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Prior to 1914, Mussolini was a committed socialist. <ref>John Whittam. ''[https://www.amazon.com/gp/product/0719040043/ref=as_li_tl?ie=UTF8&camp=1789&creative=9325&creativeASIN=0719040043&linkCode=as2&tag=dailyh0c-20&linkId=e4bbe537193f219127ba43a1cb7de8eb Fascist Italy]''. (Manchester, England; New York, New York, USA: Manchester University Press, 2006). p. 165.</ref> However, when the socialists adopted a policy of neutrality in World War One, Mussolini opposed it and was later expelled from the party <ref> Whittam, p. 166</ref>
. Mussolini was a well-known journalist and had strongly advocated for Italy’s entrance into the war in his newspaper, in 1914. Mussolini was an Italian Nationalist, and he wanted to unify his country, he regularly employed nationalist rhetoric that portrayed Italy as a great power to eliminate regional loyalties that had kept the country divided despite the official unification of the country in 1871.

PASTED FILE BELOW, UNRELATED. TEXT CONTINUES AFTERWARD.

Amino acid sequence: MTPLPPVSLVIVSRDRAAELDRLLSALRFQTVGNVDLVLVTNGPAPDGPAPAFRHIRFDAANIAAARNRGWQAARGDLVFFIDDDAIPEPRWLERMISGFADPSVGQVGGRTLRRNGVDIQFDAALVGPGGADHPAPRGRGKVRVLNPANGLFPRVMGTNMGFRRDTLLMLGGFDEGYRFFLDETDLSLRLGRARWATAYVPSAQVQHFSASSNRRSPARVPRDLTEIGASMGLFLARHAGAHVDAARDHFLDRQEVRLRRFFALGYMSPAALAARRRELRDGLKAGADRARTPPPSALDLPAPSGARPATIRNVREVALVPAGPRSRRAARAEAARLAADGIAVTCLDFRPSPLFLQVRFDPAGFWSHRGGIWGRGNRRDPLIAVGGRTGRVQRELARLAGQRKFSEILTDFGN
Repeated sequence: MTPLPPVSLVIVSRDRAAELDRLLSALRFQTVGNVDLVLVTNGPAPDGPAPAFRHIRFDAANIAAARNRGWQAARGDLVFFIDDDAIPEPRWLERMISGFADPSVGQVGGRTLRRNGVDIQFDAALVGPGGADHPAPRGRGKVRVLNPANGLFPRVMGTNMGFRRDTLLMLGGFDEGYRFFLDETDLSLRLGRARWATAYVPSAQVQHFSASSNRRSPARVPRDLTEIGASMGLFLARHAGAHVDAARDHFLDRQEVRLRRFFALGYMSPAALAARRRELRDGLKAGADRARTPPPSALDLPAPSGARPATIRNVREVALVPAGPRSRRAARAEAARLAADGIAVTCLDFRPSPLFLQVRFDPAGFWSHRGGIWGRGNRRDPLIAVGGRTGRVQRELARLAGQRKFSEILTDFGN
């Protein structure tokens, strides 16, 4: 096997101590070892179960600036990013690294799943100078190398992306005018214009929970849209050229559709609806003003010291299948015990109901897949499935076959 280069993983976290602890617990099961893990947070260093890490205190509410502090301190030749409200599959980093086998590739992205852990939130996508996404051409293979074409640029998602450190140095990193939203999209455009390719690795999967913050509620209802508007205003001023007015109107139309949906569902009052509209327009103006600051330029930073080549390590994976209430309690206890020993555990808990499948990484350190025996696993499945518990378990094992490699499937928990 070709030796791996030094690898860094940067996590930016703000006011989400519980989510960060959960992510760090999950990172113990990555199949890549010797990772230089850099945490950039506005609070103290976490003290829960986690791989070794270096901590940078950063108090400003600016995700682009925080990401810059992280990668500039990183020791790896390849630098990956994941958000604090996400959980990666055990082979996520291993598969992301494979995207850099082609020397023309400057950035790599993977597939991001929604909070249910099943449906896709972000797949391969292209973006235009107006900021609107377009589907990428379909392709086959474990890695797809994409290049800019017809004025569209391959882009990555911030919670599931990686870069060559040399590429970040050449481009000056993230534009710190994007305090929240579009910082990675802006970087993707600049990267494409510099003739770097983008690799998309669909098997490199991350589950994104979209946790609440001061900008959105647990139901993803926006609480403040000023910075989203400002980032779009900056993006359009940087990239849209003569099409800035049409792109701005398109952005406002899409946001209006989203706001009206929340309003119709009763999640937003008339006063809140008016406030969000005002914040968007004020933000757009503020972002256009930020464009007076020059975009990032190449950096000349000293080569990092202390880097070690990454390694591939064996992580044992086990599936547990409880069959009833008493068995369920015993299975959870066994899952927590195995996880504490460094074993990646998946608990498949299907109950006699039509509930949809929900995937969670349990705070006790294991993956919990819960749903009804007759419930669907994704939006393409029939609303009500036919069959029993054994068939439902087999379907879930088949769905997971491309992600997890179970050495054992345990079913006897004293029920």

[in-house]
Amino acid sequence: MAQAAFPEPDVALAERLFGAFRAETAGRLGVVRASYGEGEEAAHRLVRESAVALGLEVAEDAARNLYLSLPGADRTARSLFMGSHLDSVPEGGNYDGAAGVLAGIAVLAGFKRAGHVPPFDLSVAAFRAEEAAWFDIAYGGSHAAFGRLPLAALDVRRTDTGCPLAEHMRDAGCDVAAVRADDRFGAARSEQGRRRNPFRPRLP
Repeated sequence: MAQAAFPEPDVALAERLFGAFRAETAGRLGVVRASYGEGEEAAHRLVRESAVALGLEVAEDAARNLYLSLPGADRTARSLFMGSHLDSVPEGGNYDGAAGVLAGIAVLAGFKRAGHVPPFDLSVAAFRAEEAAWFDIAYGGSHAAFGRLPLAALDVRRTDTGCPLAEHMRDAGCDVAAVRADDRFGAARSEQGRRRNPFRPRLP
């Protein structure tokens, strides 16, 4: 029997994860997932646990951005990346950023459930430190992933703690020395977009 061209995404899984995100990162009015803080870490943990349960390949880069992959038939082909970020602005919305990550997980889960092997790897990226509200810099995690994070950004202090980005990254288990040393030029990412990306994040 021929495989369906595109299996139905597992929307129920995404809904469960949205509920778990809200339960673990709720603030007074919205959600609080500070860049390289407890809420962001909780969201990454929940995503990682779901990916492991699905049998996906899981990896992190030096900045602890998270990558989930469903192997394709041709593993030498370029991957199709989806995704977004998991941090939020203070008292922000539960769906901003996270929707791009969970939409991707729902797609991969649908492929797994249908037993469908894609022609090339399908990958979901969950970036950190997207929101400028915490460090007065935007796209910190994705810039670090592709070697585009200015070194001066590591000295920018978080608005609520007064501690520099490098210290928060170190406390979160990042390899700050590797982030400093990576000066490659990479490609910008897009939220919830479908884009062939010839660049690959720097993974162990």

When Italy did enter the war on the side of the Allies in 1915, Mussolini volunteered and served with distinction on the front. He was severely injured in 1917 and was forced to leave the army.<ref>Whittam, p. 117.</ref> Mussolini, like Hitler, Mussolini was deeply influenced by the war, and he came to believe that war was essential for a nation, as it would allow it and its people to achieve greatness. Later on, as leader of Italy, he would seize every opportunity to become involved in war and conflict. The war also confirmed Mussolini in his belief that action mattered more than debate and reason, and this was central to his fascist ideology, in turn, this led to the glorification of violence.<ref> Kallis, Aristotle. 2000. ''[https://www.amazon.com/gp/product/0415216125/ref=as_li_tl?ie=UTF8&camp=1789&creative=9325&creativeASIN=0415216125&linkCode=as2&tag=dailyh0c-20&linkId=7f886345b5e4f3a16e2fc31dab010522 Fascist Ideology]''( London, Routledge 2000)p. 45.</ref>